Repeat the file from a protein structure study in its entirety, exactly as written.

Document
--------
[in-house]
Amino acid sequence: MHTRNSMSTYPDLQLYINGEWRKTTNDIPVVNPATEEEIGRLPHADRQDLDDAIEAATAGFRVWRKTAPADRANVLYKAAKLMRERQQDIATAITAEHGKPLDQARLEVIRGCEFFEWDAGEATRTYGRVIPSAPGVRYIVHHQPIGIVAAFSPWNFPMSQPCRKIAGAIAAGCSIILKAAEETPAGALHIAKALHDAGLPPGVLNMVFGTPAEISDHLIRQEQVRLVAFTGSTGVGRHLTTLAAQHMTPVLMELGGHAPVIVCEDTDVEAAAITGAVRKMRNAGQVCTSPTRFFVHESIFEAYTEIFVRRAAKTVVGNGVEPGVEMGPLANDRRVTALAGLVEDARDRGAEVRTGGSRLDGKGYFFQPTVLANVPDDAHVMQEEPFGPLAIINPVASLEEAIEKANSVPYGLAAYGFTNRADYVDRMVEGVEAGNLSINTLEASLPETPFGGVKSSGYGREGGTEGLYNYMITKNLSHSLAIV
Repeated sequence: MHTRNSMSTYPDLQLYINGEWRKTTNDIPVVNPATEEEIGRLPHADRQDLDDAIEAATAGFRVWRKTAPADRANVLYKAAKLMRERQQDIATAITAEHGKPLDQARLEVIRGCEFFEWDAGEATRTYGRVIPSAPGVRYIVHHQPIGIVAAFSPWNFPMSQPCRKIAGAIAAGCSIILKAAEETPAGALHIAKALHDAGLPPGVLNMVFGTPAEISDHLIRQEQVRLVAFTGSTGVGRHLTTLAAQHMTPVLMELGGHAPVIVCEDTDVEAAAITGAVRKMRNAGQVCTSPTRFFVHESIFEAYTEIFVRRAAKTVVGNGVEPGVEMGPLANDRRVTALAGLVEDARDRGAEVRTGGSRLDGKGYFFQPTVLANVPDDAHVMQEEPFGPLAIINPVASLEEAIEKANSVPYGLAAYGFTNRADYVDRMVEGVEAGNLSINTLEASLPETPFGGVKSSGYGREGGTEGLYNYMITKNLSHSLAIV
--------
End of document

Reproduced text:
[in-house]
Amino acid sequence: MHTRNSMSTYPDLQLYINGEWRKTTNDIPVVNPATEEEIGRLPHADRQDLDDAIEAATAGFRVWRKTAPADRANVLYKAAKLMRERQQDIATAITAEHGKPLDQARLEVIRGCEFFEWDAGEATRTYGRVIPSAPGVRYIVHHQPIGIVAAFSPWNFPMSQPCRKIAGAIAAGCSIILKAAEETPAGALHIAKALHDAGLPPGVLNMVFGTPAEISDHLIRQEQVRLVAFTGSTGVGRHLTTLAAQHMTPVLMELGGHAPVIVCEDTDVEAAAITGAVRKMRNAGQVCTSPTRFFVHESIFEAYTEIFVRRAAKTVVGNGVEPGVEMGPLANDRRVTALAGLVEDARDRGAEVRTGGSRLDGKGYFFQPTVLANVPDDAHVMQEEPFGPLAIINPVASLEEAIEKANSVPYGLAAYGFTNRADYVDRMVEGVEAGNLSINTLEASLPETPFGGVKSSGYGREGGTEGLYNYMITKNLSHSLAIV
Repeated sequence: MHTRNSMSTYPDLQLYINGEWRKTTNDIPVVNPATEEEIGRLPHADRQDLDDAIEAATAGFRVWRKTAPADRANVLYKAAKLMRERQQDIATAITAEHGKPLDQARLEVIRGCEFFEWDAGEATRTYGRVIPSAPGVRYIVHHQPIGIVAAFSPWNFPMSQPCRKIAGAIAAGCSIILKAAEETPAGALHIAKALHDAGLPPGVLNMVFGTPAEISDHLIRQEQVRLVAFTGSTGVGRHLTTLAAQHMTPVLMELGGHAPVIVCEDTDVEAAAITGAVRKMRNAGQVCTSPTRFFVHESIFEAYTEIFVRRAAKTVVGNGVEPGVEMGPLANDRRVTALAGLVEDARDRGAEVRTGGSRLDGKGYFFQPTVLANVPDDAHVMQEEPFGPLAIINPVASLEEAIEKANSVPYGLAAYGFTNRADYVDRMVEGVEAGNLSINTLEASLPETPFGGVKSSGYGREGGTEGLYNYMITKNLSHSLAIV